"(This study showed) you got ability to make hooks, you are using lines on those hooks. If you can make fibre lines, you can make nets, you are probably using those fibres on your boats."


Almost 3,000-year-old Tomb of Female Singer Found in Egypt

Woman Tomb
© AFP/Supreme Council of Antiquities
A handout picture released by Egypt's Supreme Council of Antiquities shows the grave.

Cairo - Swiss archaeologists have discovered the tomb of a female singer dating back almost 3,000 years in Egypt's Valley of the Kings, Antiquities Minister Mohammed Ibrahim said on Sunday.

The rare find was made accidentally by a team from Switzerland's Basel University headed by Elena Pauline-Grothe and Susanne Bickel in Karnak, near Luxor in Upper Egypt, the minister told the media in Cairo.

The woman, Nehmes Bastet, was a singer for the supreme deity Amon Ra during the Twenty-Second Dynasty (945-712 BC), according to an inscription on a wooden plaque found in the tomb.

She was the daughter of the High Priest of Amon, Ibrahim said.

The discovery is important because "it shows that the Valley of the Kings was also used for the burial of ordinary individuals and priests of the Twenty-Second Dynasty," he added.

Until now the only tombs found in the historic valley were those linked to ancient Egyptian royal families.


Rare Ancient Artefact Found in Malta

An example of cuneiform
© n/a
An example of cuneiform from Mesopotamia.
The discovery of a very small fragment of agate stone is causing excitement, as it has a 13th Century BCE cuneiform inscription. Not so surprising, you might think, for an artefact found in Mesopotamia, as the inscription shows that it was part of an object dedicated to the Mesopotamian moon god Sin. But this fragment was found in Malta!

An excavation is being conducted at the site of a megalithic temple, from the late Neolithic Age, in an area on Malta known as Tas-Silg, which is an ancient sanctuary site. The excavation team is lead by palaeontology professor Alberto Casella from the University of Rome (Italy). The main question is how such an article could have found its way so far west and to such a remote location.

One theory is that it may have been looted in a military campaign and then been passed through the hands of merchants and traders. Another theory centres around the high value which would have been placed on the object, which may suggest that the Tas-Silg sanctuary site may have had more significance than previously thought.


Arabia: Stories of yore 
on view

Old Arabian peninsula artifacts

Evidence of an ancient culture in the Arabian Peninsula that dates back to over 120,000 years of human migration has found its way from Sharjah's 18 archaeological excavation sites to the emirate's Archaeology Museum. The collections in this museum cover the history of Sharjah since 7000 years ago till the advent of Islam in the 7th century AD. All artifacts uncovered in the emirate by different archaeological missions or by locals demonstrate its glorious past.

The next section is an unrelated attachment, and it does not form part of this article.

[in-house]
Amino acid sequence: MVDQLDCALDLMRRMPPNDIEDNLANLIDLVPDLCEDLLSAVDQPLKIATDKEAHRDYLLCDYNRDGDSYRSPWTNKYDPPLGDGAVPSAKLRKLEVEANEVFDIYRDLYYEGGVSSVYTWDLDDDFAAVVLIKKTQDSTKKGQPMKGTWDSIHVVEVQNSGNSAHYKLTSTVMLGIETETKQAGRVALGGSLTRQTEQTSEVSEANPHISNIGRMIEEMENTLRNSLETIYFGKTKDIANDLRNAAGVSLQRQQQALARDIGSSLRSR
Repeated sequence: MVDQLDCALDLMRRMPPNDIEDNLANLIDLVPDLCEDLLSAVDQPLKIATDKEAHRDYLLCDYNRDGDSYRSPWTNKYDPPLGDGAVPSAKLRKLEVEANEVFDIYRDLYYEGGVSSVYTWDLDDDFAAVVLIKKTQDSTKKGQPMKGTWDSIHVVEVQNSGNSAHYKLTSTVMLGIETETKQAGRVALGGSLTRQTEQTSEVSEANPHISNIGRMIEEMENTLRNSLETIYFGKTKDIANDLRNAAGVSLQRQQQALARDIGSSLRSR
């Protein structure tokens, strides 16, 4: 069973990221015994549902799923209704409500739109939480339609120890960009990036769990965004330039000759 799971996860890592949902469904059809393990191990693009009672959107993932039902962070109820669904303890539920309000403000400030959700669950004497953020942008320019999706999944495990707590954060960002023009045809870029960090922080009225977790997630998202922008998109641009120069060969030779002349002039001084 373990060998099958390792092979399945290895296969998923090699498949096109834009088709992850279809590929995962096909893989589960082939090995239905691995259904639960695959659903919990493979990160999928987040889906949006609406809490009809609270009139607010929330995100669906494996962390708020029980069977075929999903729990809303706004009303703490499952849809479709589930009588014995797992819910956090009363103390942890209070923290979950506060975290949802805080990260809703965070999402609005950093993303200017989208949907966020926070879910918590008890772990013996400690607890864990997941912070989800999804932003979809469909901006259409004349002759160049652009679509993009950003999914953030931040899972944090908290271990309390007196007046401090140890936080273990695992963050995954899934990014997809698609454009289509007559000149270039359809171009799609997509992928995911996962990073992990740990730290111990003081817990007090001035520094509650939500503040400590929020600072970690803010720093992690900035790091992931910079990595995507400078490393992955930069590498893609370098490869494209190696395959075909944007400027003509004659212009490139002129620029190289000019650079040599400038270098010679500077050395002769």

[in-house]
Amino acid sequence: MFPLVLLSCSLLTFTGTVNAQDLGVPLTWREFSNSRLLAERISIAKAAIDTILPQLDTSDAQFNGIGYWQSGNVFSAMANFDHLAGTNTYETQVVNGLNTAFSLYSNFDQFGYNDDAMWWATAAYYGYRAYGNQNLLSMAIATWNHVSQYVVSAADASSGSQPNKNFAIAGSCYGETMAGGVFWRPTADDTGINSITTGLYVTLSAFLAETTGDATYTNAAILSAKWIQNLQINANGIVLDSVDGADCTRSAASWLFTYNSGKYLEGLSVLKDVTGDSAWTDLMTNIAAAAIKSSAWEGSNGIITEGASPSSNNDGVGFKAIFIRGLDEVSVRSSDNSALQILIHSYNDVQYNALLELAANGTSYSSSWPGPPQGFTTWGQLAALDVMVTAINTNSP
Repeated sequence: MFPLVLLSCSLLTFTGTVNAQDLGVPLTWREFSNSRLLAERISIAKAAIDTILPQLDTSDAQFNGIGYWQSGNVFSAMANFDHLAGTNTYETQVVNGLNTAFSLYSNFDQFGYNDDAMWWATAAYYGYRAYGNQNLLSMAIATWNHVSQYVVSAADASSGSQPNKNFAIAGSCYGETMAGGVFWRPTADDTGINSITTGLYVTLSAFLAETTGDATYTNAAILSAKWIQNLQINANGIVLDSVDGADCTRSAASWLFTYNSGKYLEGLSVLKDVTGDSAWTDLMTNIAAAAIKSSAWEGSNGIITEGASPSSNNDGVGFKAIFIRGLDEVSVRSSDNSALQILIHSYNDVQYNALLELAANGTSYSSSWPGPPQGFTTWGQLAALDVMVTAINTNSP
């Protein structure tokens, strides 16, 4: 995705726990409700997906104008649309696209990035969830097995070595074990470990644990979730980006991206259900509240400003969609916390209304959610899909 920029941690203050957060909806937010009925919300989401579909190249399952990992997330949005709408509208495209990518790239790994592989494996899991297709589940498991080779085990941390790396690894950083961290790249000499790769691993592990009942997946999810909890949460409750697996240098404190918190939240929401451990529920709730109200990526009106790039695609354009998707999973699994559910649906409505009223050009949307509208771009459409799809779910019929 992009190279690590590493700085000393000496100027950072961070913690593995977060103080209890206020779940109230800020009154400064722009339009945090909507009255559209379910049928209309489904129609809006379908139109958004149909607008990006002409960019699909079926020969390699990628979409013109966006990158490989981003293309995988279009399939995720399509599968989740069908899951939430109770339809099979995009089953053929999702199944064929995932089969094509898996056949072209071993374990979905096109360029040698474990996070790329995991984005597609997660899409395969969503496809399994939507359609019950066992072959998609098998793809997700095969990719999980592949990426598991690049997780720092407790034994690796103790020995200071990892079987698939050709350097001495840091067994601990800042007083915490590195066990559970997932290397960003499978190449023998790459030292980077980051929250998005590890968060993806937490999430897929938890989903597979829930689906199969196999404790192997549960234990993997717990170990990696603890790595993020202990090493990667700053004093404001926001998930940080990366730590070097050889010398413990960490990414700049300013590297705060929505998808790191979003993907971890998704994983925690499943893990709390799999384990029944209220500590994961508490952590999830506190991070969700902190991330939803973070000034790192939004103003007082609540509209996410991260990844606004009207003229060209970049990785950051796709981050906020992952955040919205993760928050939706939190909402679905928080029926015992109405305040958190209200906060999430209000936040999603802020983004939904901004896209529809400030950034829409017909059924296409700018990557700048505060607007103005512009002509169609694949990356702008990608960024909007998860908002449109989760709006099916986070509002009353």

Several unique artifacts rewrite world history. Among them is the remains of the head of a stone axe, discovered in Al Faya Mountain in Sharjah dating back to more than 120,000 years. This artifact has changed scientists' understanding of the modern history of human migration from Africa to the world through the Arabian Peninsula.

Ivory combs, discovered in Tell Abraq's site in Sharjah dating back to more than 4000 years come next. The combs, which are decorated with circles, were buried with their owners to indicate their value to them. It is believed that this ivory belongs to the Indian Subcontinent, which indicates the marine activity of the people of Sharjah in the ancient times. A 3000-year-old saddled camel figurine made of burnt clay was found in Muweilah's site. It is considered an evidence of the domestication of the camel in the Iron Age.

A Greek Imvora jar and a collection of Greek jar handles were found in Malieha (50km east of Sharjah city). Finding this jar indicates the relations people from Malieha had with some Greek cities and islands in the Mediterranean Sea upon the prosperity of Malieha colony in the period between 250 BC and 300 AD.


Scientists Find Evidence Of Pre-Historic 'Lost World' Beneath Lake Huron

Lost World
© redOrbit

Communities of anthropologists throughout the world are buzzing with excitement as researchers in U.S. and Canada have reported finding an unusual wooden pole at the bottom of Lake Huron, leading to speculation that they may have stumbled upon artifacts from a "lost world" of previously unknown ancient North American caribou hunters.

Experts believe that this prehistoric nomadic people may have had a "kill site" in the U.S.-Canada border region some 10,000 years ago, making them some of the earliest human inhabitants of the North America.

Now submerged beneath over a hundred feet of water, researchers believe that the 100-mile long Alpena-Amberley Ridge was deluged by glacial melt at the end of the last Ice Age in what is now Lake Huron. Scientists first began theorizing that the site may have been a prehistoric hunting ground after researchers discovered a system of man-made rock features that appear to have been used to herd together migrating caribou into narrow channels, thus making them easy prey for the spear-hunting natives to take down.

A number of extant Inuit hunters in Northern Canada still use these so-called "drive lanes" to bottle-neck and hunt migrating herds of caribou. Additional clusters of boulders were also found alongside the narrow rock channels. Experts suspect that these may have been used to conceal the hunters from passing caribou.